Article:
By Gary Berg-Cross
It is perhaps not surprising to find studies measuring various religious qualities in the United States. One from 2010 is aptly called the, “2010 U.S. Religious Census: Religious Congregations & Membership Study (RCMS)”. The report was the work of Association of Statisticians of American Religious Bodies (ASARB). It provides detailed county by county information on congregations, members, adherents and attendance for 236 different faiths groups.
Perhaps most interesting are the summaries of which are the most “religious” city/metropolitan areas. And the results aren’t that surprising. Salt Lake City comes out as the most religious city ( of 52 with populations > 1 million) based on what the study called its 74 percent population identifying as a religious adherent (73,487 religious adherents per 100,000 persons). Most of the other top cities (or states) were in the South as one might expect. A slightly different study, focusing on Bible belief and including smaller cities finds Knoxville TN as what they called the most Bible-Minded city.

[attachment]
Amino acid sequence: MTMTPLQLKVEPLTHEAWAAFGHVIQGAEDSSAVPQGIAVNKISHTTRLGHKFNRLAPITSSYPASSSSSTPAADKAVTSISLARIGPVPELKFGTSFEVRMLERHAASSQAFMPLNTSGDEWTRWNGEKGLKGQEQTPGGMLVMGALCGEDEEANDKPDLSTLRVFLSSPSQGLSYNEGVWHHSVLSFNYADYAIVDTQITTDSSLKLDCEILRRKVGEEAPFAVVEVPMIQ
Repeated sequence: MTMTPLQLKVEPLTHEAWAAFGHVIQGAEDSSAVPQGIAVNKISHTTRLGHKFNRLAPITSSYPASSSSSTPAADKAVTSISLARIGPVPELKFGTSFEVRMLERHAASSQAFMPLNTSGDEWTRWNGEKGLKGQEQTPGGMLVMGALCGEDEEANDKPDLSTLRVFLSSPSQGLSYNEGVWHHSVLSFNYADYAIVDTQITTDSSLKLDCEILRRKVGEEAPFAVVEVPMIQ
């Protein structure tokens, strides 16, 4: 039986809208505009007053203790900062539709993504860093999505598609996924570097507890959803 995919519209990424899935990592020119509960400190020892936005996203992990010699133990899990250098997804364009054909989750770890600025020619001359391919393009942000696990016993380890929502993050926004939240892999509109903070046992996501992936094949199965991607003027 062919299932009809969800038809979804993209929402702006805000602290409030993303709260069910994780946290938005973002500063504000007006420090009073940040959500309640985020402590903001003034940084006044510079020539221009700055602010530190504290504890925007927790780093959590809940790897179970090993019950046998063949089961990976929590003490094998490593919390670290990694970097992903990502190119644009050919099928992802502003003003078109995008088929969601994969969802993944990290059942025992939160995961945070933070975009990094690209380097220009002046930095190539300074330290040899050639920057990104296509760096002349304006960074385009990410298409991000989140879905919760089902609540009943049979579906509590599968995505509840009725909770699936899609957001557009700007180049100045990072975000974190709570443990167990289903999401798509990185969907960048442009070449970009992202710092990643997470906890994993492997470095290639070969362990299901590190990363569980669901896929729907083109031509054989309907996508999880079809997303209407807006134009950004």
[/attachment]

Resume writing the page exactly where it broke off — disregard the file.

Where are the more secular cities and states? Again not surprising the research found them in the West and Northeast. The greater area of Portland, OR-WA was the least religious/most secular city with about 32 percent identifying as a religious adherent. States like NY and Rhode Island are about the same level. That’s less than half of Salt Lake or Mississippi which is the most religious state. DC came in as the 3rd most secular city.
It is a bit interesting that the surveys of religious observance provides an inverse look at secularity. It will be more interesting when we have funded surveys of the various forms of secularity and non-belief. Just as some surveys covers a wealth of religious sects, it would be interesting to see a bigger spectrum on non-belief. We might need a comparable large secular/humanist organization to fund such a detailed look, but it might be an important barometer to measure trends. We might just need a secular angel to fund it. Perhaps the next Reason Rally will generate enough interest to pull that off.
See a HuPo article for more on this topic.
Secular City: http://www.goodreads.com/book/show/1396331.The_Secular_City